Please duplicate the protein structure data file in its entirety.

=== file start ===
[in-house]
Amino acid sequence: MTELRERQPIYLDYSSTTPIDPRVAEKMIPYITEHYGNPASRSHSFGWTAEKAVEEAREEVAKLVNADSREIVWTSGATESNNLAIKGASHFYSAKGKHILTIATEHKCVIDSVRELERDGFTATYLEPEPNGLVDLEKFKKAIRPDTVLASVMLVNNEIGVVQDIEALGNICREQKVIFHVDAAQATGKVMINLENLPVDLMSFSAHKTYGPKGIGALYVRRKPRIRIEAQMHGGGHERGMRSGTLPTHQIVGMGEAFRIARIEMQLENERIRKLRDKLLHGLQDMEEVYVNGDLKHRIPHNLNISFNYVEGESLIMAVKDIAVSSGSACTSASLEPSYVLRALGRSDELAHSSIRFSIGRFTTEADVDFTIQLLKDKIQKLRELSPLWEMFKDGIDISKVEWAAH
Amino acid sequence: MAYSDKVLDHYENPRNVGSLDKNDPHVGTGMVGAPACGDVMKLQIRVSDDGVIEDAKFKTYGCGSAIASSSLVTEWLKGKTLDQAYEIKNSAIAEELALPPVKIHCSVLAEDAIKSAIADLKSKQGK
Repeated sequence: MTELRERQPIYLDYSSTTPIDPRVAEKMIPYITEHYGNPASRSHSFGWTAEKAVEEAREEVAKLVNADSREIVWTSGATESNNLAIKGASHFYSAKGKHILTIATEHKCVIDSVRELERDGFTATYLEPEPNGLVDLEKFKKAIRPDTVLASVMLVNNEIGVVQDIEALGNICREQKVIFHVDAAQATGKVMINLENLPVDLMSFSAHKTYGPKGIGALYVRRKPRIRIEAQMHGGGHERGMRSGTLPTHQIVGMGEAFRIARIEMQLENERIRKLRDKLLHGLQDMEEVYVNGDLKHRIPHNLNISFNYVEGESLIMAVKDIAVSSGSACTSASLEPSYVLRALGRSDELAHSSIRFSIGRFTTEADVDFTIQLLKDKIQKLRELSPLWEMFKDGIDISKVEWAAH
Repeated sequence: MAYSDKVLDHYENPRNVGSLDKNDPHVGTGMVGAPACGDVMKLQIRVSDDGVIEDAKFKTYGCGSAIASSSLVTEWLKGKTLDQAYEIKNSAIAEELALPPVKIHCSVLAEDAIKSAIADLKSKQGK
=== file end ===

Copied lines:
[in-house]
Amino acid sequence: MTELRERQPIYLDYSSTTPIDPRVAEKMIPYITEHYGNPASRSHSFGWTAEKAVEEAREEVAKLVNADSREIVWTSGATESNNLAIKGASHFYSAKGKHILTIATEHKCVIDSVRELERDGFTATYLEPEPNGLVDLEKFKKAIRPDTVLASVMLVNNEIGVVQDIEALGNICREQKVIFHVDAAQATGKVMINLENLPVDLMSFSAHKTYGPKGIGALYVRRKPRIRIEAQMHGGGHERGMRSGTLPTHQIVGMGEAFRIARIEMQLENERIRKLRDKLLHGLQDMEEVYVNGDLKHRIPHNLNISFNYVEGESLIMAVKDIAVSSGSACTSASLEPSYVLRALGRSDELAHSSIRFSIGRFTTEADVDFTIQLLKDKIQKLRELSPLWEMFKDGIDISKVEWAAH
Amino acid sequence: MAYSDKVLDHYENPRNVGSLDKNDPHVGTGMVGAPACGDVMKLQIRVSDDGVIEDAKFKTYGCGSAIASSSLVTEWLKGKTLDQAYEIKNSAIAEELALPPVKIHCSVLAEDAIKSAIADLKSKQGK
Repeated sequence: MTELRERQPIYLDYSSTTPIDPRVAEKMIPYITEHYGNPASRSHSFGWTAEKAVEEAREEVAKLVNADSREIVWTSGATESNNLAIKGASHFYSAKGKHILTIATEHKCVIDSVRELERDGFTATYLEPEPNGLVDLEKFKKAIRPDTVLASVMLVNNEIGVVQDIEALGNICREQKVIFHVDAAQATGKVMINLENLPVDLMSFSAHKTYGPKGIGALYVRRKPRIRIEAQMHGGGHERGMRSGTLPTHQIVGMGEAFRIARIEMQLENERIRKLRDKLLHGLQDMEEVYVNGDLKHRIPHNLNISFNYVEGESLIMAVKDIAVSSGSACTSASLEPSYVLRALGRSDELAHSSIRFSIGRFTTEADVDFTIQLLKDKIQKLRELSPLWEMFKDGIDISKVEWAAH
Repeated sequence: MAYSDKVLDHYENPRNVGSLDKNDPHVGTGMVGAPACGDVMKLQIRVSDDGVIEDAKFKTYGCGSAIASSSLVTEWLKGKTLDQAYEIKNSAIAEELALPPVKIHCSVLAEDAIKSAIADLKSKQGK